Bloomberg Law
Aug. 12, 2022, 9:30 AM

UK Law Firm Profits Stymie ‘Magic Circle’ Bid to Compete in US

Elizabeth Olson
Elizabeth Olson
Special Correspondent

Major UK law firms taking the competition against US rivals stateside are falling short in one important category: profits.

London’s largest global firms saw average equity partner profits increase last year, reaching as high as $2.5 million apiece. That’s still well behind the most profitable US firms, whose profits per partner ranged from $4 million to more than $8 million last year.

“It’s been a challenge,” said Brian Davis, a legal recruiter for Major, Lindsey & Africa, referring to efforts by UK firms to compete in the US. “By most measures, they are not as profitable by a significant margin.”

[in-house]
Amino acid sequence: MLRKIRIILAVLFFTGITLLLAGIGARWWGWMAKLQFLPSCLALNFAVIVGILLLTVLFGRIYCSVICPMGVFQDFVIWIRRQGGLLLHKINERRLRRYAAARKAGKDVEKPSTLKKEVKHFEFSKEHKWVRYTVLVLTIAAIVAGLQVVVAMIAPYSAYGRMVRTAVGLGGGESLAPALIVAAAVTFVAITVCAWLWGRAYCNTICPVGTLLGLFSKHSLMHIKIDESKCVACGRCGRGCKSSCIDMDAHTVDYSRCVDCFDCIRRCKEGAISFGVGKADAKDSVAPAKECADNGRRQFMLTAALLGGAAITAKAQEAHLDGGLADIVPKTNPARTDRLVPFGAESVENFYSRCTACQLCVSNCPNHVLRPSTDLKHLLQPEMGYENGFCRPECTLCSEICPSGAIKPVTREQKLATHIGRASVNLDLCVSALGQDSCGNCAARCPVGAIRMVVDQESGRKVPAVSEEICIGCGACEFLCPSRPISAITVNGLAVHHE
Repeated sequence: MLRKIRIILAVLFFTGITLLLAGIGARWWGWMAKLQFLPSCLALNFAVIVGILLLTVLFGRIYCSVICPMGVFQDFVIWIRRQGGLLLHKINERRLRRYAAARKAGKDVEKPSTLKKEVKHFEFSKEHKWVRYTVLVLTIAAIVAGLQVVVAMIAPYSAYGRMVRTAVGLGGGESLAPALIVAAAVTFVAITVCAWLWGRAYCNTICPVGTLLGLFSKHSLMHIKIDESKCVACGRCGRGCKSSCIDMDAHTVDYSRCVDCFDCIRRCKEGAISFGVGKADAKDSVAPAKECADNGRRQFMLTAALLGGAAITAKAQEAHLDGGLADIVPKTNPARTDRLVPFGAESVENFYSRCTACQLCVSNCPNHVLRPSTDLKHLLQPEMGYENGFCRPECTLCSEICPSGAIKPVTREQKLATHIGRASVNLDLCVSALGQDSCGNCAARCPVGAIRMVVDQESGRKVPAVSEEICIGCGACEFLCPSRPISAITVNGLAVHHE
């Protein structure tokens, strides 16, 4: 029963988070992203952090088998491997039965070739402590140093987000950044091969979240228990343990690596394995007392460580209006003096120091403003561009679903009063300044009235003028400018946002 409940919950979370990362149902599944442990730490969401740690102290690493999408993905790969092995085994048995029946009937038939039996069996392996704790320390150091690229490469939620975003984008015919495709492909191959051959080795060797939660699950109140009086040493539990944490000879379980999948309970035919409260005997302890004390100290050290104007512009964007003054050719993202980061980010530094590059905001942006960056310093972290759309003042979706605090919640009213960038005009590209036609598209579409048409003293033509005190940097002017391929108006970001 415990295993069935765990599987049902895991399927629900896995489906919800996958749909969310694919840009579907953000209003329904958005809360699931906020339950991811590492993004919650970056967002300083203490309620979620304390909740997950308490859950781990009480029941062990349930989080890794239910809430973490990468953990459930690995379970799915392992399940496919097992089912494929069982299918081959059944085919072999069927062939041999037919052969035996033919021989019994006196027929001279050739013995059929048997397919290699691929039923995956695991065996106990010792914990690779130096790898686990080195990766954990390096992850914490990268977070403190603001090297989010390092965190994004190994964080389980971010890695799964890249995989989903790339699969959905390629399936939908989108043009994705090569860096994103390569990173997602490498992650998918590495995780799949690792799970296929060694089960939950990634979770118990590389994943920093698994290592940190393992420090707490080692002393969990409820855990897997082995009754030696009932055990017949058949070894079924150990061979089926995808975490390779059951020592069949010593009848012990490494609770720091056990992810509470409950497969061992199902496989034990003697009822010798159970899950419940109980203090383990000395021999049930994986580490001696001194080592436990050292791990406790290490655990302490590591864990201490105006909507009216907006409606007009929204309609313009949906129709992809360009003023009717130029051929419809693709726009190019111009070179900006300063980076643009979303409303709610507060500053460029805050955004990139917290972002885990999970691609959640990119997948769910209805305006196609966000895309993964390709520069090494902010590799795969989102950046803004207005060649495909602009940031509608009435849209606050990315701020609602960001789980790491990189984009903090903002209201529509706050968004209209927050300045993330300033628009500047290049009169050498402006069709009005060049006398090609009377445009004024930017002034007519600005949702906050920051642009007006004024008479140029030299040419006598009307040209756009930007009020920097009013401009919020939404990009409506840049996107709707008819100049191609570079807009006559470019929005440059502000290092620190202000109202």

Four of the UK’s five “Magic Circle” firms—a nod to their elite pedigrees and top-shelf clients—have already updated their pay structures to attract rainmakers as they look to expand stateside and fight off growing competition from US firms on their home turf.

Freshfields, Bruckhaus Deringer has been the most aggressive of the group, landing heavyweight lawyers from top-flight US firms and launching a bustling office in Silicon Valley. Others, like Allen & Overy, have explored mergers with US firms and brought over experienced lawyers from Europe.

The profit differentials limit what they can do to consistently and successfully compete for talent with the country’s leading firms.

Profit Positions

Freshfields led the Magic Circle in average partner profits last year, according to data self-reported by four of the five firms.